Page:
PROVINCETOWN — Last year’s Fine Arts Work Center (FAWC) resident fellows accused the nonprofit that hosted them of racism. Then the pandemic hit, and several of those fellows had nowhere to go when their residencies were over.
The center’s board and management agreed to let five of the fellows stay an extra month and a half in FAWC housing, until June 15, while they found other accommodations. Four of the five did just that.
Now, eight and a half months after that extension expired in June, sculptor Akiko Jackson is still living at FAWC, claiming that she has nowhere else to go and defending herself against an eviction action.
FAWC offers 20 artists highly coveted seven-month fellowships each fall and winter. In November, soon after Gov. Charlie Baker lifted the state moratorium on evictions, FAWC served her with eviction papers. Her case remains in limbo in Housing Court, behind a backup of cases resulting from delays due to the pandemic, Jackson told the Independent this week.
“I am unfortunately still here,” said Jackson, who is originally from Hawaii. “I keep quiet and considerate, I stay out of the way during work hours, and I’ve made myself as tiny as possible.”
No one on the FAWC side of this story, including its attorney, would discuss Jackson’s situation or the reasons behind the decision to evict her.
Since 2010, according to her résumé, Jackson has gone directly from one residential fellowship to the next, a lifestyle that she said allowed her to work on her art “within a community of peers.
“It was a sustainable practice because my next commitments always went as planned,” she said. “That was before Covid.”
Her residency at FAWC was scheduled to end last April 30, and she claimed to have had three short-term fellowships lined up for the following months but declined to name them. Covid-19 restrictions shut them all down, she said.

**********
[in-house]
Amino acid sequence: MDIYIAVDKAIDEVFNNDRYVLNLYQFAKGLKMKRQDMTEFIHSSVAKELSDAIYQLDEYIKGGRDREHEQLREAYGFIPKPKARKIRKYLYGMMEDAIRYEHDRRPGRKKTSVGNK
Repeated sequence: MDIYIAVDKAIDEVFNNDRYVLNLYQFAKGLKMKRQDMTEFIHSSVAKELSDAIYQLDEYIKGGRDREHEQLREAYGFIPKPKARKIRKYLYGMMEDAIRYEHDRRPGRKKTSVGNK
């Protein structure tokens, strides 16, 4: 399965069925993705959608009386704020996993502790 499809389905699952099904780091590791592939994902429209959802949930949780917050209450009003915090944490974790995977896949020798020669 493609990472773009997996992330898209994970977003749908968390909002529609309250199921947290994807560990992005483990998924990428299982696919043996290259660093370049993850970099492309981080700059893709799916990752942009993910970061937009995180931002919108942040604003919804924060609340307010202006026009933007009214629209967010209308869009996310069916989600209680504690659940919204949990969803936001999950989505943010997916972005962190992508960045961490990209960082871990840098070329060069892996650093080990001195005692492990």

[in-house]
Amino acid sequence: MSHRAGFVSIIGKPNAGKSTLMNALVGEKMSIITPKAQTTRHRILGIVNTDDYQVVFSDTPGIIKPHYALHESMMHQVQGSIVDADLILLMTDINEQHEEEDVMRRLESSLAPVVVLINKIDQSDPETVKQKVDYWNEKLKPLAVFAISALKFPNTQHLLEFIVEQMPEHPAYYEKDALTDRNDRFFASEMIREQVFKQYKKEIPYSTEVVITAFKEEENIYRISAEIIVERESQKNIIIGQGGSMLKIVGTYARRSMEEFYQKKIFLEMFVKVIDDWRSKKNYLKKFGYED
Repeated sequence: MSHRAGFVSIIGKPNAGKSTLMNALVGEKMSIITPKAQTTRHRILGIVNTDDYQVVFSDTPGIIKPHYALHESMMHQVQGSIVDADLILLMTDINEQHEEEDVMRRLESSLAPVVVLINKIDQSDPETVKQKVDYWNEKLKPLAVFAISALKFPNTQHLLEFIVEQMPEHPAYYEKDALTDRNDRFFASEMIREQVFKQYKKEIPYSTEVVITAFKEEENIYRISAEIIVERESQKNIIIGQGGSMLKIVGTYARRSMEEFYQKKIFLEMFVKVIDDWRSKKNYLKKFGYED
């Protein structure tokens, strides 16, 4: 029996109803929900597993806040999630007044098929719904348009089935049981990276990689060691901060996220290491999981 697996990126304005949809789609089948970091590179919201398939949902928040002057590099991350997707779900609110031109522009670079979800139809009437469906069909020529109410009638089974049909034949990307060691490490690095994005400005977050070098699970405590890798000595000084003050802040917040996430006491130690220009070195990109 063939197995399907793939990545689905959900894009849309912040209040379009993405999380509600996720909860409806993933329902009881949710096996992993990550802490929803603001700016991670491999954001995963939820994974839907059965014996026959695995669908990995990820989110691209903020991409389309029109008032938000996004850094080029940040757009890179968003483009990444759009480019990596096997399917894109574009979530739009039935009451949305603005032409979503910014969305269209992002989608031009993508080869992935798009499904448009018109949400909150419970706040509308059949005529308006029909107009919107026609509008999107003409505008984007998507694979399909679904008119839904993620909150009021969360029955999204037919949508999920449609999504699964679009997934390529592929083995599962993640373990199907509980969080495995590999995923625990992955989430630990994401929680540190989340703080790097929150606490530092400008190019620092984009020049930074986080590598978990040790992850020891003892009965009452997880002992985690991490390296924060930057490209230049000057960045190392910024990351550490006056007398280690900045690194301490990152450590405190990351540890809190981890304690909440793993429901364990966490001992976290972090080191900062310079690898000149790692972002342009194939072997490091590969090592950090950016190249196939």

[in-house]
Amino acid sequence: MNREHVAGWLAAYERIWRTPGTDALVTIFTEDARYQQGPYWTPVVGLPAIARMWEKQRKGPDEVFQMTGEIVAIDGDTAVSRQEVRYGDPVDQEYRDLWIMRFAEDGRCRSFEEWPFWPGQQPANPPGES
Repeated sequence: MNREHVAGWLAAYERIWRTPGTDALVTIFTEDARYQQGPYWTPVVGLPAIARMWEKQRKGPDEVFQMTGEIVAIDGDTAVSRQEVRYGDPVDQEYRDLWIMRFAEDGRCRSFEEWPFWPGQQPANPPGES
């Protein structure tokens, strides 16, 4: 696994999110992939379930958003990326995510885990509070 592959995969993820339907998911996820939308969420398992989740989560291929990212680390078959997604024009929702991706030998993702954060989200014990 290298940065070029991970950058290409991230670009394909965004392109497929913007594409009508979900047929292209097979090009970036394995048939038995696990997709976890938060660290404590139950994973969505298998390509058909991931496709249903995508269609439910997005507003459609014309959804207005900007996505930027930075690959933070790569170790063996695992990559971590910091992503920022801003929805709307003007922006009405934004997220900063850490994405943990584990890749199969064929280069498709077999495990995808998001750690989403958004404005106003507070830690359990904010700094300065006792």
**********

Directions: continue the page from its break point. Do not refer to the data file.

When FAWC’s Executive Director Richard MacMillan told her she needed to find another place to live by June 15, Jackson said, she had no options. Her family had all left Hawaii years ago. The $1,000 monthly stipend FAWC gives its fellows ended with a final payment in May. She thought it would be a few uncomfortable months, she said, but that surely by the time the eviction moratorium ended she would have found something.
But the pandemic went on and on.
Jackson said she applied for affordable housing but had no luck. “I had no idea it would be this difficult,” she said. “I was at a loss of knowing what to do.”
According to her website, Jackson has a master’s degree from California State University, Northridge and an M.F.A. from the School of the Arts at Virginia Commonwealth University, and has won numerous fellowships and awards.
She said she applied for the job of visual arts coordinator at FAWC, and offered to pay rent to live at the Brewster Street apartments owned by FAWC. Jackson said her offer was rebuffed with a “robotic no response” from MacMillan, from Lynne Kortenhaus, president of the FAWC board, and from Carol Warshawsky, chair of the board.